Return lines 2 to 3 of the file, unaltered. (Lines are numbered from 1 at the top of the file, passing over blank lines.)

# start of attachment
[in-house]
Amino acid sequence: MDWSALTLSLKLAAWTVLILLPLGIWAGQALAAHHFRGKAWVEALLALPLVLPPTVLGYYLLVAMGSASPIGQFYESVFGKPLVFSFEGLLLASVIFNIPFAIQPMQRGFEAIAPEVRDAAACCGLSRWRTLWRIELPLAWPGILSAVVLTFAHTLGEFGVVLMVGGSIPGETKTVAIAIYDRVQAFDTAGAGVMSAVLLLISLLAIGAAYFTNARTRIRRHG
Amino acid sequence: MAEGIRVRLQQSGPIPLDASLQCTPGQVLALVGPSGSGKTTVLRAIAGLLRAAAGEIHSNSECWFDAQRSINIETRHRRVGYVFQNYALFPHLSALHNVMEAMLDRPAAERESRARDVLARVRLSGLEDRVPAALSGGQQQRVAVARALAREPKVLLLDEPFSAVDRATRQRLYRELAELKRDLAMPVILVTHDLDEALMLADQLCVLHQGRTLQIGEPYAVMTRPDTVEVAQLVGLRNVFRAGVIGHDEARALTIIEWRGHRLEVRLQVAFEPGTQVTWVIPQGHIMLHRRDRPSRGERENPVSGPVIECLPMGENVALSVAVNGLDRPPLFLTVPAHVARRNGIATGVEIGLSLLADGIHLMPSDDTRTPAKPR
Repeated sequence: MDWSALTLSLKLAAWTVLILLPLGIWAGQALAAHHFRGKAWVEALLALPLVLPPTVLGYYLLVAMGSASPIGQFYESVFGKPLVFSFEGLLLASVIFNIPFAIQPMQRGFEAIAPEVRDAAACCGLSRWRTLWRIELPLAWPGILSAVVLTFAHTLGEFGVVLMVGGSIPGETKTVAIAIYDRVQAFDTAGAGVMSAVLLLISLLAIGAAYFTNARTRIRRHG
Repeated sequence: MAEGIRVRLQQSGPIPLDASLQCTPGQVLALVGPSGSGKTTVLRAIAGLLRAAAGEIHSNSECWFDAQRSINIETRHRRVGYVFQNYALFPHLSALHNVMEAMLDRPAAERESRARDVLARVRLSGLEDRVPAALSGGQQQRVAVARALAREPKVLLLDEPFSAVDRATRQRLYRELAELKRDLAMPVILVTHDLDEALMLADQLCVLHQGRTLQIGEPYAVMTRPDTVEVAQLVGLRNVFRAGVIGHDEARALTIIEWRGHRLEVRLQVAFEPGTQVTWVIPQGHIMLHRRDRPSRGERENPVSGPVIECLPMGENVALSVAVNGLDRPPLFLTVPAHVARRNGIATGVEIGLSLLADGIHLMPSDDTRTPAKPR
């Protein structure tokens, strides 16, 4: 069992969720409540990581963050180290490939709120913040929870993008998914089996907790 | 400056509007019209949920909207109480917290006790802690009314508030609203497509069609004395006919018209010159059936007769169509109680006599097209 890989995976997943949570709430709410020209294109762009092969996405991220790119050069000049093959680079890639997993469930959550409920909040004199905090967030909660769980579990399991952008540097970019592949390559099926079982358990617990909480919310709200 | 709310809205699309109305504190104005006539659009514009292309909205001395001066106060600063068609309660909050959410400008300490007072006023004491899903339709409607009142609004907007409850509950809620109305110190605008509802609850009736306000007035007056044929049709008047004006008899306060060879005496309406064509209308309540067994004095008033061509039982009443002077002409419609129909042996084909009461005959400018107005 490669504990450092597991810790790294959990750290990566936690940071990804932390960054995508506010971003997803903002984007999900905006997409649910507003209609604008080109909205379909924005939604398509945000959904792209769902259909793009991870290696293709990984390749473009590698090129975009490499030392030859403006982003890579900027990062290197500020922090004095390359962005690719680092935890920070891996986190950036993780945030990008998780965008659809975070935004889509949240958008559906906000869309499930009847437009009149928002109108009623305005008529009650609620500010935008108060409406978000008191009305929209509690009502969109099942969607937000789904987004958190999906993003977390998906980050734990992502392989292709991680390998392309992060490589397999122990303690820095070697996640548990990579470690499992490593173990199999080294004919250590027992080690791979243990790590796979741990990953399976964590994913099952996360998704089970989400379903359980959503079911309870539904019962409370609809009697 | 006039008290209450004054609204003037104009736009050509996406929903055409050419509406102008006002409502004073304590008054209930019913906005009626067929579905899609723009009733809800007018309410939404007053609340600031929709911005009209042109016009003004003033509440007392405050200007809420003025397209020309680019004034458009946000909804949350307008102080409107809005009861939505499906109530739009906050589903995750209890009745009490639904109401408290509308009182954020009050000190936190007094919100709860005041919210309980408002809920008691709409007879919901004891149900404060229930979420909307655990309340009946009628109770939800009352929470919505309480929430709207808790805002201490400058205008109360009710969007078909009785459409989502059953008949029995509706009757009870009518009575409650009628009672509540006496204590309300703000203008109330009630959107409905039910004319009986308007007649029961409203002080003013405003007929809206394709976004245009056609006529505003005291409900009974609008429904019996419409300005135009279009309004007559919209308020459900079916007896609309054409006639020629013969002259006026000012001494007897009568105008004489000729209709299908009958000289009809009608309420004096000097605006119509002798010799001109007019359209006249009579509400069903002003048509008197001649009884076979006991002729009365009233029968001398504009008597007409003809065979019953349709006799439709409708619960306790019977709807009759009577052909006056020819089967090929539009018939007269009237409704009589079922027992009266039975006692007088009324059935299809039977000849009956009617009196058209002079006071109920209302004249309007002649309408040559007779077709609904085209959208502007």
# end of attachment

Amino acid sequence: MDWSALTLSLKLAAWTVLILLPLGIWAGQALAAHHFRGKAWVEALLALPLVLPPTVLGYYLLVAMGSASPIGQFYESVFGKPLVFSFEGLLLASVIFNIPFAIQPMQRGFEAIAPEVRDAAACCGLSRWRTLWRIELPLAWPGILSAVVLTFAHTLGEFGVVLMVGGSIPGETKTVAIAIYDRVQAFDTAGAGVMSAVLLLISLLAIGAAYFTNARTRIRRHG
Amino acid sequence: MAEGIRVRLQQSGPIPLDASLQCTPGQVLALVGPSGSGKTTVLRAIAGLLRAAAGEIHSNSECWFDAQRSINIETRHRRVGYVFQNYALFPHLSALHNVMEAMLDRPAAERESRARDVLARVRLSGLEDRVPAALSGGQQQRVAVARALAREPKVLLLDEPFSAVDRATRQRLYRELAELKRDLAMPVILVTHDLDEALMLADQLCVLHQGRTLQIGEPYAVMTRPDTVEVAQLVGLRNVFRAGVIGHDEARALTIIEWRGHRLEVRLQVAFEPGTQVTWVIPQGHIMLHRRDRPSRGERENPVSGPVIECLPMGENVALSVAVNGLDRPPLFLTVPAHVARRNGIATGVEIGLSLLADGIHLMPSDDTRTPAKPR